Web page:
If you’ve watched the news recently, you’ve read the article about the man who the court ordered to pay child support even though the child isn’t biologically his. A quick Google search demonstrates how common of an occurrence this situation is, and how confusing the legal system can be when it comes to dad’s legal rights and obligation to pay child support, especially when they’re not allowed to see the child. Indeed, we see fathers in our Watertown and Lake Mills offices on a regular basis who are not sure of their legal standing in Wisconsin—or the implications of their decisions regarding child support, custody/placement, and visitation.
Father rights and child supports may seem like a murky subject that can be muddled through, but the ramifications of a wrong step by a father in a Wisconsin court does have serious legal implications (including jail time) and can impact child custody proceedings and a man’s financial future. Here are a few tips for any dad trying to fulfill their obligation and stay out of legal hot water when it comes to their rights as a father and child support.
Know your rights as a father.
The rights of fathers—or presumed fathers—vary from state to state, so it’s important to contact a local attorney to find out your rights regarding paternity and child support. Many attorneys offer free consultations for your first contact, so make sure you use these tips to get the most out of your initial meeting or phone call.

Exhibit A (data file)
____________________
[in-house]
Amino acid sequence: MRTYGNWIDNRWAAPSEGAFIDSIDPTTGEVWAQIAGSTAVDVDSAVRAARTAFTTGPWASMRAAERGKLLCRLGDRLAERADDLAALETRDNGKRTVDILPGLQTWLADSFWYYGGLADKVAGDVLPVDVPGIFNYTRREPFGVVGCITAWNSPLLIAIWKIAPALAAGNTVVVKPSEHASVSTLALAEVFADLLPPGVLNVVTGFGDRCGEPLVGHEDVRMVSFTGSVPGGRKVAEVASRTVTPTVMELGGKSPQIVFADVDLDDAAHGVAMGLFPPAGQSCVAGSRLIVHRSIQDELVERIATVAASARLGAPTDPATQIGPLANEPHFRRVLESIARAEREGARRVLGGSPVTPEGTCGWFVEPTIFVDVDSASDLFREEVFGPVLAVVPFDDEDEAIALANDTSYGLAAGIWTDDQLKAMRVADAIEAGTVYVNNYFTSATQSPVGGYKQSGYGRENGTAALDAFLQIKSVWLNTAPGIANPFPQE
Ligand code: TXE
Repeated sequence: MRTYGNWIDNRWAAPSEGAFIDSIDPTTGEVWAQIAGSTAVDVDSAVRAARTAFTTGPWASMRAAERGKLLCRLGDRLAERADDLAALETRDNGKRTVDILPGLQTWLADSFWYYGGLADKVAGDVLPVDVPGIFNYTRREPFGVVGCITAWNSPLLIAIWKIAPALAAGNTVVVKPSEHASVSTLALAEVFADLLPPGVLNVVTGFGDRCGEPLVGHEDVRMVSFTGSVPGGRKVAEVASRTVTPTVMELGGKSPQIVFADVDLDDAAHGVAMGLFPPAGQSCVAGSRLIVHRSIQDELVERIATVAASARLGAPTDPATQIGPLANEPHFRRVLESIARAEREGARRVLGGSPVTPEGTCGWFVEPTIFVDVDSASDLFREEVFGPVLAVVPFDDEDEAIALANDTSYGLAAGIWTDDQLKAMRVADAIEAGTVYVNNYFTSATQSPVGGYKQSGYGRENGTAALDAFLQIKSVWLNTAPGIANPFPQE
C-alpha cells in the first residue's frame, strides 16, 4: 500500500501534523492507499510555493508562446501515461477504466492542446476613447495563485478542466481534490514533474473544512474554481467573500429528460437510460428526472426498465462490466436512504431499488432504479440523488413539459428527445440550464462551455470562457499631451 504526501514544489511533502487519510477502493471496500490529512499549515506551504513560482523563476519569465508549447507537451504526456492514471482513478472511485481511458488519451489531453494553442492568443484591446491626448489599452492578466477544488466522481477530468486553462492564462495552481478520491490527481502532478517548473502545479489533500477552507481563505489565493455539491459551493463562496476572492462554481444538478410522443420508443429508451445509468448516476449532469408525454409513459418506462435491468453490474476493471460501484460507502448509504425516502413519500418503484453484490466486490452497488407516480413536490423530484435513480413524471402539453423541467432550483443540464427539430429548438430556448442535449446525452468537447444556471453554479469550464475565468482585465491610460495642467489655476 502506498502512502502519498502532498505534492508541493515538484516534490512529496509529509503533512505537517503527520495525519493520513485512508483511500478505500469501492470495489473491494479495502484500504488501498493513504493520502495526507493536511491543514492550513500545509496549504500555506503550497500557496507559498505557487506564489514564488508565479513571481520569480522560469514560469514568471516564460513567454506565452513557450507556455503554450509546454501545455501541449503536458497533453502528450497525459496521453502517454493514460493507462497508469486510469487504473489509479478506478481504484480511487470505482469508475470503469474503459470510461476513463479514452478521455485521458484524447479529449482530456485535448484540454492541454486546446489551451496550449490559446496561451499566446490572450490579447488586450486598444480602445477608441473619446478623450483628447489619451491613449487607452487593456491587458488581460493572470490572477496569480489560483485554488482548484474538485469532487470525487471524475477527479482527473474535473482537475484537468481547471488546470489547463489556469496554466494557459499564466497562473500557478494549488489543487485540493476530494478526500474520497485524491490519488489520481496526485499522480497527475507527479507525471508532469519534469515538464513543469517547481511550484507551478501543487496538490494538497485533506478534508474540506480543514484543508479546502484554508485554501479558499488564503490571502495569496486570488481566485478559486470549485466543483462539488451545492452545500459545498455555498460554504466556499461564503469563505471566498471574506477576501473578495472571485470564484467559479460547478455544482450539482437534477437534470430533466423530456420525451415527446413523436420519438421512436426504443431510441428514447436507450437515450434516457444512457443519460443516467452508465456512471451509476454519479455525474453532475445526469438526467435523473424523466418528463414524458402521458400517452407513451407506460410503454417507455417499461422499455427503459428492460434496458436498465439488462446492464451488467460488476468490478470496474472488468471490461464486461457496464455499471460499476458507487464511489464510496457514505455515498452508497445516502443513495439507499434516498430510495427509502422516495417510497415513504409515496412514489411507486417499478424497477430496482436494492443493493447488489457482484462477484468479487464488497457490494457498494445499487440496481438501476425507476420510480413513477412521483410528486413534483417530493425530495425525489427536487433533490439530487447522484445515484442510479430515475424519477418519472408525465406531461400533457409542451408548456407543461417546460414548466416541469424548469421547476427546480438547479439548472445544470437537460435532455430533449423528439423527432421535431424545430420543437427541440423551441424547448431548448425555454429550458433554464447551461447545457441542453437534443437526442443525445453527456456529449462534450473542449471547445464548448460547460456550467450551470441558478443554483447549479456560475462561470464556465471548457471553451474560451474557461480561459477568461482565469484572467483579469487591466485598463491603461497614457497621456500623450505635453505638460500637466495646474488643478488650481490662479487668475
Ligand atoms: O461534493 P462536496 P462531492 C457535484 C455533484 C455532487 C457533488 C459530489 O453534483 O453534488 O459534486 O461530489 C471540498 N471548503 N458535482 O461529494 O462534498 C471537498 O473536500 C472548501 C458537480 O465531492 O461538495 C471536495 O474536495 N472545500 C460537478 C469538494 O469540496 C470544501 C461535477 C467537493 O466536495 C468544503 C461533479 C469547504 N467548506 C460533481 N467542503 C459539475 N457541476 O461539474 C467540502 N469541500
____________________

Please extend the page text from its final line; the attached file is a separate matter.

Be careful when stopping child support payments.
Always consult your attorney before you stop payments, such as if you are concerned about the lack of visitation you are receiving. Most courts hold you accountable for child support even if you are not seeing the child. Failure to make child support payments can land you in legal hot water and even lead to your arrest.
Child custody and child support do not go hand in hand.
Just as a lack of visitation and paying child support are not legally connected, neither is child support and child custody. Even if you and child’s other parent have joint custody or you have sole custody, child support is still calculated and paid. When going through child custody proceedings, know these key child custody terms so you can understand what you are getting—and not getting—as you go through the child custody and child support.
The amount of child support is not set in stone.
Your child support obligation is calculated, and can be reviewed and adjusted. Requesting an adjustment to your child support can increase or decrease the amount, so be aware of this consequence. If you have any questions about child support and your rights, contact your attorney.
The materials on this website are provided for informational purposes only and do not constitute legal advice. These materials are intended, but not promised or guaranteed to be current, complete, or up-to-date and should in no way be taken as an indication of future results. Transmission of the information is not intended to create, and the receipt does not constitute, an attorney-client relationship between sender and receiver. You should not act or rely on any information contained in this website without first seeking the advice of an attorney.